As coronavirus cases skyrocket, US marks July Fourth with pleas for people to skip the parties

After a week of skyrocketing coronavirus cases in the United States, officials are issuing a stark warning this July Fourth: Skip the parties.

If you really have to go, wear a mask, wash your hands and maintain social distancing. And if you must host, keep the information of all attendees for future contact tracing.

Coronavirus cases are rising in 36 states heading into the weekend — with California, Arizona, Texas and Florida all posting a record number of new infections this week.

The number of new cases surpassed 50,000 nationwide for the third straight day Friday. The virus has killed more than 129,000 people and infected over 2.7 million in the US since the pandemic started, according to Johns Hopkins University.

After months of coronavirus restrictions, people restless to get back to normal are planning barbecues, dips in lakes and gatherings to watch fireworks.

But some are finding beaches in Miami and Los Angeles closed, tubing in Texas rivers banned and some city celebrations happening mostly on live streams. With states such as Arizona banning public events larger than 50 people, some officials are canceling annual fireworks altogether.

Without the right measures to stop the spread of the virus, health experts fear the holiday weekend could bring a wave of new infections that could overwhelm hospitals. To avoid a public health disaster, they’re imploring people to wear masks, skip bars and crowded places, and avoid mixing with people outside of their households.

“What we know is that our behavior is the most powerful tool we have right now against the virus,” said Dr. Nadine Burke Harris, surgeon general of California. “And we really need folks to, you know, step up. I know that folks are tired, but it’s absolutely critically important.”

Health care workers make plea to governor

In Georgia, where coronavirus cases have surged in the past week compared to the one prior, health care workers made a passionate plea.

Over 1,400 of them signed a letter addressed to Gov. Brian Kemp asking for him to increase state restrictions to help slow the spread of the coronavirus.

The letter dated Thursday urged the governor to close bars and nightclubs and prohibit indoor gatherings of more than 25 people, including at places of worship. It also recommends a statewide face covering requirement that allows mayors and county officials to institute requirements appropriate for their jurisdictions.

“During the past week we have seen a sharp spike in cases that cannot be accounted for by increased testing. We also are seeing a very troubling increase in hospitalizations that, if continuing, will overwhelm our healthcare infrastructure, not only in metro Atlanta but also in rural Georgia,” the letter said.

Dr. Jesse Couk, the chair of Infectious Disease Shepherd Center and a doctor at Piedmont Atlanta Hospital, told CNN he worked with other doctors and health care professionals to create the letter after he became frustrated with lack of action in response to the spike in cases.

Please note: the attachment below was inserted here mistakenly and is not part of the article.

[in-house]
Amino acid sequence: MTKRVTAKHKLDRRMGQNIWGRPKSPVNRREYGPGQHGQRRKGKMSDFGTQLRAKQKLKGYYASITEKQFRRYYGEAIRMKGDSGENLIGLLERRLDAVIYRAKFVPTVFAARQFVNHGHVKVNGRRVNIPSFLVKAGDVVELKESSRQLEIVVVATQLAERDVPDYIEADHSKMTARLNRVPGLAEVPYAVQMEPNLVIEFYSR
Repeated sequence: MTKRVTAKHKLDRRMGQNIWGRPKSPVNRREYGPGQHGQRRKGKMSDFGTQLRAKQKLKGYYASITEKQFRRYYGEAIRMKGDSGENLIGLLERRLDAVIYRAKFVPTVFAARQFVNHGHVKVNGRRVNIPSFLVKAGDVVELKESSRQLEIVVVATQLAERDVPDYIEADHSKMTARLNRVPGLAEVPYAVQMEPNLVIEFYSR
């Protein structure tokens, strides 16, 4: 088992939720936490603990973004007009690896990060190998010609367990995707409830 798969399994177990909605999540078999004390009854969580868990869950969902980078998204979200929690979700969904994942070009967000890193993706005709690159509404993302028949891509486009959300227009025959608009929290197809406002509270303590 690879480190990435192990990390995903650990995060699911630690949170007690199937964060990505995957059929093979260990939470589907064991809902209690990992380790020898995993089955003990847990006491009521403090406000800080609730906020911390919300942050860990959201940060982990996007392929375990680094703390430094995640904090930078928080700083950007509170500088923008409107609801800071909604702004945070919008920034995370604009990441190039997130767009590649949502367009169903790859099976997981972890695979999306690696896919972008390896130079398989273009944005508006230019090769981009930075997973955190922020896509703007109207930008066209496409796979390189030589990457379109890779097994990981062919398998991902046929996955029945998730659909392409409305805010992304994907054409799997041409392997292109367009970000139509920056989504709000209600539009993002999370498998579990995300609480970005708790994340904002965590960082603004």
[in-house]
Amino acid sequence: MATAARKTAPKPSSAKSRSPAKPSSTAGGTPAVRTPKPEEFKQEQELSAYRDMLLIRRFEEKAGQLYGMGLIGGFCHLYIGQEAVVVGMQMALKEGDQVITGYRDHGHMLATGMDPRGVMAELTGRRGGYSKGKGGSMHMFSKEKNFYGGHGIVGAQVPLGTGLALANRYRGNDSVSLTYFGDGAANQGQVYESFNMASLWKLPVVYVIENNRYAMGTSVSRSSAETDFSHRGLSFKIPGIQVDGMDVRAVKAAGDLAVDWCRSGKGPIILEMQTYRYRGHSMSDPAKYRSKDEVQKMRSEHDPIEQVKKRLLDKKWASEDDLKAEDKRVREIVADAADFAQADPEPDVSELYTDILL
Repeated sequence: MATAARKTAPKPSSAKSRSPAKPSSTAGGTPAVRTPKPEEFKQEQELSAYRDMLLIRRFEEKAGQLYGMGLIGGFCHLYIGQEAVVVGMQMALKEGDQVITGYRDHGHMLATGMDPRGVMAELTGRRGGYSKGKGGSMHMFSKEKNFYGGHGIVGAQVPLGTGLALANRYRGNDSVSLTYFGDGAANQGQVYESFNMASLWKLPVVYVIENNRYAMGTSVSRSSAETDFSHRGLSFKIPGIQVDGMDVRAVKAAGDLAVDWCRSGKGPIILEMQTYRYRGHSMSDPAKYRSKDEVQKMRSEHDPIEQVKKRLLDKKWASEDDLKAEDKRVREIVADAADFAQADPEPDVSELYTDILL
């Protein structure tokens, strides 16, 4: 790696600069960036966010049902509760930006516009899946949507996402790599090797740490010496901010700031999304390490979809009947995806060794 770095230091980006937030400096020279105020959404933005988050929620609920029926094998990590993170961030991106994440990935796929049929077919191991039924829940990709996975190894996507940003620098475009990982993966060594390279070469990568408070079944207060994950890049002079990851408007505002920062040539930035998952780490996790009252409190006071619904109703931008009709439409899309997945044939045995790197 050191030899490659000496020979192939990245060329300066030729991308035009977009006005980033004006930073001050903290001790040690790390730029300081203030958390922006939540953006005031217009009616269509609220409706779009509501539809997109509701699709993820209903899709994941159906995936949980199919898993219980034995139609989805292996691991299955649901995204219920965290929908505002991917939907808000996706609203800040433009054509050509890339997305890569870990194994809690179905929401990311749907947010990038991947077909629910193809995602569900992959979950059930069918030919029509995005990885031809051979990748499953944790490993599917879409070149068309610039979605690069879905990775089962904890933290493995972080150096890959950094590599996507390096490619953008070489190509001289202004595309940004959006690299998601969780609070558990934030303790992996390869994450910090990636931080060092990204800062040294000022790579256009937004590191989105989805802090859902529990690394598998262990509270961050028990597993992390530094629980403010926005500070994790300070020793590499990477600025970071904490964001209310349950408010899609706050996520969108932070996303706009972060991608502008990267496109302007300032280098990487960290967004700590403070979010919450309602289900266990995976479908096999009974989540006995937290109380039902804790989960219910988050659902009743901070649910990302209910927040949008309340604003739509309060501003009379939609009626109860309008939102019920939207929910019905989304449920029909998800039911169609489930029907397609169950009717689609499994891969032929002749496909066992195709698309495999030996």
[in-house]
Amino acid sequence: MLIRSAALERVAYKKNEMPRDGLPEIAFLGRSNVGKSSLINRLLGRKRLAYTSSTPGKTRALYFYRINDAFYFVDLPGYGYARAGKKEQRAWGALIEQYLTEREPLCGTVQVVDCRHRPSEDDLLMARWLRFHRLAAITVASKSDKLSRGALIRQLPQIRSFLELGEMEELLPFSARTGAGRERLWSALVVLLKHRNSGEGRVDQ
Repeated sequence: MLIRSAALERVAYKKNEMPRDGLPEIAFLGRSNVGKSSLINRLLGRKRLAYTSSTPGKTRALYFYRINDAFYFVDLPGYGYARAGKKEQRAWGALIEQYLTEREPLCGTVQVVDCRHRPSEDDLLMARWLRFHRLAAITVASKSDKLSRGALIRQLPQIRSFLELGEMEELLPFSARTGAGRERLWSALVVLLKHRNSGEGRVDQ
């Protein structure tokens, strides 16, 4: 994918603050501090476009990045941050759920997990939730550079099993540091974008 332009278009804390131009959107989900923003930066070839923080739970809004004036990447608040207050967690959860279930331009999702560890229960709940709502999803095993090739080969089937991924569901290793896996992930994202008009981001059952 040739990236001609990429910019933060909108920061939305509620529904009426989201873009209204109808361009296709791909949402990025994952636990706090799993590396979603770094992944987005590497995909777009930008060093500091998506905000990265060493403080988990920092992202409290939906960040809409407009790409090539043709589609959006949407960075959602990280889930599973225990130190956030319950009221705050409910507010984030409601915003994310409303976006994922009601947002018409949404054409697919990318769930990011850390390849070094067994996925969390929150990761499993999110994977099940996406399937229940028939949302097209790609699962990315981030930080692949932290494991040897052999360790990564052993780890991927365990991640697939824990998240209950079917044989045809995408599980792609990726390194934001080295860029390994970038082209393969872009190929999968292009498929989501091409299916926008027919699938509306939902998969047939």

Couk and other medical contacts worked together to create the letter and have other health care professionals sign it. He wanted to highlight the need for increased social distancing and further restrictions to slow the spread. He said he was speaking as a member of the Infectious Disease Society of Georgia and not as a representative of Piedmont Atlanta.

More states make sweeping mask mandates

With mask mandates for Texas and Kansas going into effect Friday, 19 states and Washington, DC, now have such requirements.

“We have the ability to keep businesses open and move our economy forward so that Texans can continue to earn a paycheck, but it requires each of us to do our part … and that means wearing a face covering in public spaces,” Texas Gov. Greg Abbott said.

Other governors have also issued statewide orders, including California, Connecticut, Delaware, Hawaii, Illinois and Michigan. And in Tennessee, Gov. Bill Lee signed an executive order granting mayors in 89 counties the authority to issue mask requirements. It allows local governments to issue the mandates if a surge requires more preventative measures being taken to slow the spread of the virus.

“While our densely populated urban areas continue to have the highest COVID-19 case rates, our local governments expressed a need for greater flexibility in addressing a rise in cases and that includes setting stronger expectations around masks,” Lee said in a statement. “This targeted approach ensures we protect both lives and livelihoods and safely keep our economy open in Tennessee.”

In Myrtle Beach, South Carolina, the beaches will be open to thousands of visitors for the holiday weekend — but with a mask requirement to help stop the spread, Mayor Brenda Bethune said.

Of the 36 states whose new cases have gone up this week compared to the previous one, nine of them have increased by over 50%. They are Montana, Idaho, Nevada, Florida, Georgia, Tennessee, Louisiana, Alaska and Delaware.